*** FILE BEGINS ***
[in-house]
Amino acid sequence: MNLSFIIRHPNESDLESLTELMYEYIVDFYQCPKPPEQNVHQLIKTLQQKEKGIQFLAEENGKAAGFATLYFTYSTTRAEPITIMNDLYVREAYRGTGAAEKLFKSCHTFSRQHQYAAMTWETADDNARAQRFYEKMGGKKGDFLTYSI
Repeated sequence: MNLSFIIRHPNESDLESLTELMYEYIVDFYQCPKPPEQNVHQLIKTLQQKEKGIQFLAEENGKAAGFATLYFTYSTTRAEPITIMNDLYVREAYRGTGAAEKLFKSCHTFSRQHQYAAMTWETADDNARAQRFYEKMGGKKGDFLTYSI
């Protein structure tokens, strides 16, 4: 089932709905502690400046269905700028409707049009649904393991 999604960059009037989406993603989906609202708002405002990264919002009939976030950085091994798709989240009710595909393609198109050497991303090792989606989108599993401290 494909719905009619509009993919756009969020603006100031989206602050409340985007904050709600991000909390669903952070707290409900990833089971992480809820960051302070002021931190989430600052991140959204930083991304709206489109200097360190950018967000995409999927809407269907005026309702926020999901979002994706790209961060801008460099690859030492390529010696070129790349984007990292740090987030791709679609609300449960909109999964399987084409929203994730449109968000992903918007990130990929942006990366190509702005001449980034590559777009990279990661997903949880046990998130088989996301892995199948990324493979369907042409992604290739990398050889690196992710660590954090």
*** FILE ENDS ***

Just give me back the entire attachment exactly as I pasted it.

[in-house]
Amino acid sequence: MNLSFIIRHPNESDLESLTELMYEYIVDFYQCPKPPEQNVHQLIKTLQQKEKGIQFLAEENGKAAGFATLYFTYSTTRAEPITIMNDLYVREAYRGTGAAEKLFKSCHTFSRQHQYAAMTWETADDNARAQRFYEKMGGKKGDFLTYSI
Repeated sequence: MNLSFIIRHPNESDLESLTELMYEYIVDFYQCPKPPEQNVHQLIKTLQQKEKGIQFLAEENGKAAGFATLYFTYSTTRAEPITIMNDLYVREAYRGTGAAEKLFKSCHTFSRQHQYAAMTWETADDNARAQRFYEKMGGKKGDFLTYSI
């Protein structure tokens, strides 16, 4: 089932709905502690400046269905700028409707049009649904393991 999604960059009037989406993603989906609202708002405002990264919002009939976030950085091994798709989240009710595909393609198109050497991303090792989606989108599993401290 494909719905009619509009993919756009969020603006100031989206602050409340985007904050709600991000909390669903952070707290409900990833089971992480809820960051302070002021931190989430600052991140959204930083991304709206489109200097360190950018967000995409999927809407269907005026309702926020999901979002994706790209961060801008460099690859030492390529010696070129790349984007990292740090987030791709679609609300449960909109999964399987084409929203994730449109968000992903918007990130990929942006990366190509702005001449980034590559777009990279990661997903949880046990998130088989996301892995199948990324493979369907042409992604290739990398050889690196992710660590954090």